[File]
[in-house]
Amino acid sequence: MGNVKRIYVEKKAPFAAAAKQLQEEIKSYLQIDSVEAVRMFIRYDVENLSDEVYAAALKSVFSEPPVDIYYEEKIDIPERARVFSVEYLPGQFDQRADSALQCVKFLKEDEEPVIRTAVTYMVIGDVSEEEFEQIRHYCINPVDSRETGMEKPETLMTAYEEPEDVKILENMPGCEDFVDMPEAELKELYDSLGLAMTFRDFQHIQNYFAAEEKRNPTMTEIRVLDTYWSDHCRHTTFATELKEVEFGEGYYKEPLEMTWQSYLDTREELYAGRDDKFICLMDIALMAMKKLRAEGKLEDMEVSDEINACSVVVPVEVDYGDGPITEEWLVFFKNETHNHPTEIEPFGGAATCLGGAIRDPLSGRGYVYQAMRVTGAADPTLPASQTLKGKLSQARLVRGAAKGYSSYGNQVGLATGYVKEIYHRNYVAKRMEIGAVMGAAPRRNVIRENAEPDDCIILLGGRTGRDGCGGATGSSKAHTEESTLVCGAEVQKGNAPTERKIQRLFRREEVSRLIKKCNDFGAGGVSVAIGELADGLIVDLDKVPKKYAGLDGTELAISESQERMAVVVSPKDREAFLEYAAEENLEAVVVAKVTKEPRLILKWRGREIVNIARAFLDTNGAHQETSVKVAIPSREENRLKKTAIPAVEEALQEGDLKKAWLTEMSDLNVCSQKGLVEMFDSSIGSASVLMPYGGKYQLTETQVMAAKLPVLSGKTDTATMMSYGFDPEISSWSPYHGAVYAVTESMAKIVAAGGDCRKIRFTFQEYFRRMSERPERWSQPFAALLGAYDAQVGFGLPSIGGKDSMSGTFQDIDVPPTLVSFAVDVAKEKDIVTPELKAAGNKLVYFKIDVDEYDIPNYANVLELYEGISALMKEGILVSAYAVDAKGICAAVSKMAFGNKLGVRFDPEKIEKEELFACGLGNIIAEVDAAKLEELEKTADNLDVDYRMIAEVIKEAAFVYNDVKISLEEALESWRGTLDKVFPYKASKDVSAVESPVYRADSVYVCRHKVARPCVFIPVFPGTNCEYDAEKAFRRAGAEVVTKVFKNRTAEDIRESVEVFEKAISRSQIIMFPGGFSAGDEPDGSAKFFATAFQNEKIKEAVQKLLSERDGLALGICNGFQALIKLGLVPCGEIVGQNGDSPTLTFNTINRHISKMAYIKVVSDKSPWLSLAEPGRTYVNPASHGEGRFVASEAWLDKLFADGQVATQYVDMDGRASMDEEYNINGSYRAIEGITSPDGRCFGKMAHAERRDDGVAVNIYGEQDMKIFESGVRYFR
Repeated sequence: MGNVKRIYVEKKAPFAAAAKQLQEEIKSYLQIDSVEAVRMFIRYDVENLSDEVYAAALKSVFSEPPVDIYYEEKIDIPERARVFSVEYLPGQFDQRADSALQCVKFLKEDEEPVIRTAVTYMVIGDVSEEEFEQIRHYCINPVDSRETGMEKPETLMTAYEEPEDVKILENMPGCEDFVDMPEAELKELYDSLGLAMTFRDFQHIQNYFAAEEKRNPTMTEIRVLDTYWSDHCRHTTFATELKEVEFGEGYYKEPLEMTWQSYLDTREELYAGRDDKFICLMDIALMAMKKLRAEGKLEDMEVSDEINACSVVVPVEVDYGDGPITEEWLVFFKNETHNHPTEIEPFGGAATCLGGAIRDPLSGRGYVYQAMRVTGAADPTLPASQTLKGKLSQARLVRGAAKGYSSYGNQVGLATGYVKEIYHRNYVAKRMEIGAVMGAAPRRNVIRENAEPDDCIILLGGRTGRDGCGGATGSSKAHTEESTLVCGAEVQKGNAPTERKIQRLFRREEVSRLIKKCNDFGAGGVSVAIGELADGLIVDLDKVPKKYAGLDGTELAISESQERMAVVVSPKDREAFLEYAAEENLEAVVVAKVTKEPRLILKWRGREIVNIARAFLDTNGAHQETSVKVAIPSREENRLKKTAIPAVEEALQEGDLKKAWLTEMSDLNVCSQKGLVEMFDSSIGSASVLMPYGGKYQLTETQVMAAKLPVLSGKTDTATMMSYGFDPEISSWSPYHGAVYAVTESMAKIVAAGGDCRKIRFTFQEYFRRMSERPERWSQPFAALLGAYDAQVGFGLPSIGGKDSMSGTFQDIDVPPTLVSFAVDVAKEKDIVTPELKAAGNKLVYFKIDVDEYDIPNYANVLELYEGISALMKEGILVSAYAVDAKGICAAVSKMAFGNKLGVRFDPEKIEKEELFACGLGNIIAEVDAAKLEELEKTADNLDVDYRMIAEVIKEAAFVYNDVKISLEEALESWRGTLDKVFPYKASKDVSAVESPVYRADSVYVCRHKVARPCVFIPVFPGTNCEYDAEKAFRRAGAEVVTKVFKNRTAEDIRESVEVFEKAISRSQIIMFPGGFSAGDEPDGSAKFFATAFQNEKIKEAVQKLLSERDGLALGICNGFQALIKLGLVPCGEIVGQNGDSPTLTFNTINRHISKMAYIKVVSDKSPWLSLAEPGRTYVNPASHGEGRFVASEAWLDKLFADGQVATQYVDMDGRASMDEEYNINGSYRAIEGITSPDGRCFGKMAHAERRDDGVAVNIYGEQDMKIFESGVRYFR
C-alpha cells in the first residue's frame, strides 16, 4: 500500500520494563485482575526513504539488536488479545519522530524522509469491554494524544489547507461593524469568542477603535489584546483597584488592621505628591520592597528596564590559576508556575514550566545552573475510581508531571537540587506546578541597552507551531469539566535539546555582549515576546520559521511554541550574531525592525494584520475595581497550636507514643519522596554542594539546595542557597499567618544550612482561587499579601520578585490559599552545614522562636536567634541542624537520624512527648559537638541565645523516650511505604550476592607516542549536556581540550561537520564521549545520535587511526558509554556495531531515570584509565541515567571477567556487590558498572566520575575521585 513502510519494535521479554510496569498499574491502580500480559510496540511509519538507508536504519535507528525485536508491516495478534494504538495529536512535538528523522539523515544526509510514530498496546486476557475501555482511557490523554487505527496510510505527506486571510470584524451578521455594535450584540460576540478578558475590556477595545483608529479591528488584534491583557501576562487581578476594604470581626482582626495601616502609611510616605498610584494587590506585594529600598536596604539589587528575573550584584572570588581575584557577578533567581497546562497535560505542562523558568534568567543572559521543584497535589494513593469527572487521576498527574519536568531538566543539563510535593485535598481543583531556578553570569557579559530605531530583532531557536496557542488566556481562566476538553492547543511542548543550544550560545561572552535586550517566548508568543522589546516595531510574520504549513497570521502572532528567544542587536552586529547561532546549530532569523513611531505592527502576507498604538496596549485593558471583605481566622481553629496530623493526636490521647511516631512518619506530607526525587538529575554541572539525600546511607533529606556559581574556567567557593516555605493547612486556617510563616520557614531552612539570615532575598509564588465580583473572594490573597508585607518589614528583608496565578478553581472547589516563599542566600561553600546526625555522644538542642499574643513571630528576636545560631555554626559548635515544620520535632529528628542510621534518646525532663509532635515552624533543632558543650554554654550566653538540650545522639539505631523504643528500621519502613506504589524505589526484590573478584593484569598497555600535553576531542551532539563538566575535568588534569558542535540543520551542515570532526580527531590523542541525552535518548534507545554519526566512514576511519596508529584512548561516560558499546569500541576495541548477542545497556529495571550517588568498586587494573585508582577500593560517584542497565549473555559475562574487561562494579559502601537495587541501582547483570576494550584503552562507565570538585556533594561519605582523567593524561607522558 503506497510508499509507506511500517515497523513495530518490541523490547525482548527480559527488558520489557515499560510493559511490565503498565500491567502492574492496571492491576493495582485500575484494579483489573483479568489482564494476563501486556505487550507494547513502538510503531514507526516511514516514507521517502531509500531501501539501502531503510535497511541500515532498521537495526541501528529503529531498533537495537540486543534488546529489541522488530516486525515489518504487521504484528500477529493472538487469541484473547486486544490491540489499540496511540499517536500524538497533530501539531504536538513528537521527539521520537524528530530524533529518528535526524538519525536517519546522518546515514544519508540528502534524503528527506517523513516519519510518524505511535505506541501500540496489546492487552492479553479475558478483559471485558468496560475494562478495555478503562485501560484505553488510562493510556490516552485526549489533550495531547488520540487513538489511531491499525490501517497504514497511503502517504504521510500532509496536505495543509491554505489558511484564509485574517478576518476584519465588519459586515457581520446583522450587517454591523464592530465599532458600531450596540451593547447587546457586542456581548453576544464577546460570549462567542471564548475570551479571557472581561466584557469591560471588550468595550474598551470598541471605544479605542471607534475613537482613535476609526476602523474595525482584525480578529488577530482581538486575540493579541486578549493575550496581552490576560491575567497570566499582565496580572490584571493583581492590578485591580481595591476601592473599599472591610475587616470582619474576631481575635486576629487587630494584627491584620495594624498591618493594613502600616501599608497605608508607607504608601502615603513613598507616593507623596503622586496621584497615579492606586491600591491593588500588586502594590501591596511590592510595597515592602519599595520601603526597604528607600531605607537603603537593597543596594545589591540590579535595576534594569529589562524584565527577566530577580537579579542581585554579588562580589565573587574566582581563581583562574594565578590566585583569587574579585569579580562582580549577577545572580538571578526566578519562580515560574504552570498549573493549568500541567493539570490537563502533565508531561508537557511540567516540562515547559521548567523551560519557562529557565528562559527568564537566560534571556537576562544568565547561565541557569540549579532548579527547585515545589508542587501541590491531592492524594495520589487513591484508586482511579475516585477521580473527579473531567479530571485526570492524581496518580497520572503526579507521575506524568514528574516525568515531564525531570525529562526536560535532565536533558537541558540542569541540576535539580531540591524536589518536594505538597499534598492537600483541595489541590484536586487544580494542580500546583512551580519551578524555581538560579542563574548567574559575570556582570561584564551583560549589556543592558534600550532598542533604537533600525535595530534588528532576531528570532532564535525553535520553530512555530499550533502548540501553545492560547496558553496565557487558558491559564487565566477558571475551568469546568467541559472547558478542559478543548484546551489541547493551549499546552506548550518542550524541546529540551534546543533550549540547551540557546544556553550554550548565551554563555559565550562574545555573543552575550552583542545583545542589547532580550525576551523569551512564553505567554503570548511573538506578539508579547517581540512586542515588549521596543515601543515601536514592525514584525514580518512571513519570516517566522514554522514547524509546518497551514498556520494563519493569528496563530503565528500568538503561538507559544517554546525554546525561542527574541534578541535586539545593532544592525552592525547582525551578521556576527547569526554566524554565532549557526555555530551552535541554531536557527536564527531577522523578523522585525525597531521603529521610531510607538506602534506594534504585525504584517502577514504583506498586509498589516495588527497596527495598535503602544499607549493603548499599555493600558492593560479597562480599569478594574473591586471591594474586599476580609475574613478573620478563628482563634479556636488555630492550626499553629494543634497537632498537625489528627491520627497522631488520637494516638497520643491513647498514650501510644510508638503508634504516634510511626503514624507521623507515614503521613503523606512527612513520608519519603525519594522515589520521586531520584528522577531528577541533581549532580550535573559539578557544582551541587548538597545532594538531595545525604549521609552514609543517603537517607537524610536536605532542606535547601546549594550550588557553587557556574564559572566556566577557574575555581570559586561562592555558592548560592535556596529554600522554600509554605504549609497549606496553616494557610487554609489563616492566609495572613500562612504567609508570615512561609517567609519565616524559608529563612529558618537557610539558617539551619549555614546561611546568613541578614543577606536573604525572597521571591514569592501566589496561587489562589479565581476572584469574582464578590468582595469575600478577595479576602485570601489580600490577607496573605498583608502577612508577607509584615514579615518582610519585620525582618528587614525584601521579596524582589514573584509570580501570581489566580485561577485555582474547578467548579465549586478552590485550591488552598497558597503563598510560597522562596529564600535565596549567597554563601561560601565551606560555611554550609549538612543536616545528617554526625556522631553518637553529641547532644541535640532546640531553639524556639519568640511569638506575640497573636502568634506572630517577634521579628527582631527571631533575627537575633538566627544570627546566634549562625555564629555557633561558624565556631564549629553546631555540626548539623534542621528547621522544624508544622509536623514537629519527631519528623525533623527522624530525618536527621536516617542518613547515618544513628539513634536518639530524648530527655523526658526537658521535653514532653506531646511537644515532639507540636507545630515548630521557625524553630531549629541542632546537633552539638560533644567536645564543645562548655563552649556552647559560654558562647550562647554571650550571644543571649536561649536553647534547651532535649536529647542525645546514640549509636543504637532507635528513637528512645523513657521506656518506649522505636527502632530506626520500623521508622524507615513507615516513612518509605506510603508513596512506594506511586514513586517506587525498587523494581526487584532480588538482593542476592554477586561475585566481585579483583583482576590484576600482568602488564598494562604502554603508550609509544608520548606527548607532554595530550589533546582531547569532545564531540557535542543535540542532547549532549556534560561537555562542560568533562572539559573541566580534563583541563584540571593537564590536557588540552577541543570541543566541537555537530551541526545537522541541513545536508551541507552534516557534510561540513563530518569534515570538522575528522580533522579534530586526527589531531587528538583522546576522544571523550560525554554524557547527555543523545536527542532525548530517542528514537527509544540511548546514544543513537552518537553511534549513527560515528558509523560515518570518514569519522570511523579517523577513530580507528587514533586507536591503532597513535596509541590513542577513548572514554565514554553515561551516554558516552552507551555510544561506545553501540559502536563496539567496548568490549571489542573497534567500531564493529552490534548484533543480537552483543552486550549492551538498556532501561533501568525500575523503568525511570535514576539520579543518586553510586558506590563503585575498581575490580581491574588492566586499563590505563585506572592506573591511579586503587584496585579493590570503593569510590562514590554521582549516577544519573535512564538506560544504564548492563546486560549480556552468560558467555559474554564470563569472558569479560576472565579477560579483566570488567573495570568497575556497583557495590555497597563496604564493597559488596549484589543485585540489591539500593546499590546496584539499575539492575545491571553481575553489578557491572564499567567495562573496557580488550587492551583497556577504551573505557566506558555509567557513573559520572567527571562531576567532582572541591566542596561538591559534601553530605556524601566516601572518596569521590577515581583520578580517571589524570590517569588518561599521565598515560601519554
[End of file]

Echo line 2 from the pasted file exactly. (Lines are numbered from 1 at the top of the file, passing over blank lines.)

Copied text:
Amino acid sequence: MGNVKRIYVEKKAPFAAAAKQLQEEIKSYLQIDSVEAVRMFIRYDVENLSDEVYAAALKSVFSEPPVDIYYEEKIDIPERARVFSVEYLPGQFDQRADSALQCVKFLKEDEEPVIRTAVTYMVIGDVSEEEFEQIRHYCINPVDSRETGMEKPETLMTAYEEPEDVKILENMPGCEDFVDMPEAELKELYDSLGLAMTFRDFQHIQNYFAAEEKRNPTMTEIRVLDTYWSDHCRHTTFATELKEVEFGEGYYKEPLEMTWQSYLDTREELYAGRDDKFICLMDIALMAMKKLRAEGKLEDMEVSDEINACSVVVPVEVDYGDGPITEEWLVFFKNETHNHPTEIEPFGGAATCLGGAIRDPLSGRGYVYQAMRVTGAADPTLPASQTLKGKLSQARLVRGAAKGYSSYGNQVGLATGYVKEIYHRNYVAKRMEIGAVMGAAPRRNVIRENAEPDDCIILLGGRTGRDGCGGATGSSKAHTEESTLVCGAEVQKGNAPTERKIQRLFRREEVSRLIKKCNDFGAGGVSVAIGELADGLIVDLDKVPKKYAGLDGTELAISESQERMAVVVSPKDREAFLEYAAEENLEAVVVAKVTKEPRLILKWRGREIVNIARAFLDTNGAHQETSVKVAIPSREENRLKKTAIPAVEEALQEGDLKKAWLTEMSDLNVCSQKGLVEMFDSSIGSASVLMPYGGKYQLTETQVMAAKLPVLSGKTDTATMMSYGFDPEISSWSPYHGAVYAVTESMAKIVAAGGDCRKIRFTFQEYFRRMSERPERWSQPFAALLGAYDAQVGFGLPSIGGKDSMSGTFQDIDVPPTLVSFAVDVAKEKDIVTPELKAAGNKLVYFKIDVDEYDIPNYANVLELYEGISALMKEGILVSAYAVDAKGICAAVSKMAFGNKLGVRFDPEKIEKEELFACGLGNIIAEVDAAKLEELEKTADNLDVDYRMIAEVIKEAAFVYNDVKISLEEALESWRGTLDKVFPYKASKDVSAVESPVYRADSVYVCRHKVARPCVFIPVFPGTNCEYDAEKAFRRAGAEVVTKVFKNRTAEDIRESVEVFEKAISRSQIIMFPGGFSAGDEPDGSAKFFATAFQNEKIKEAVQKLLSERDGLALGICNGFQALIKLGLVPCGEIVGQNGDSPTLTFNTINRHISKMAYIKVVSDKSPWLSLAEPGRTYVNPASHGEGRFVASEAWLDKLFADGQVATQYVDMDGRASMDEEYNINGSYRAIEGITSPDGRCFGKMAHAERRDDGVAVNIYGEQDMKIFESGVRYFR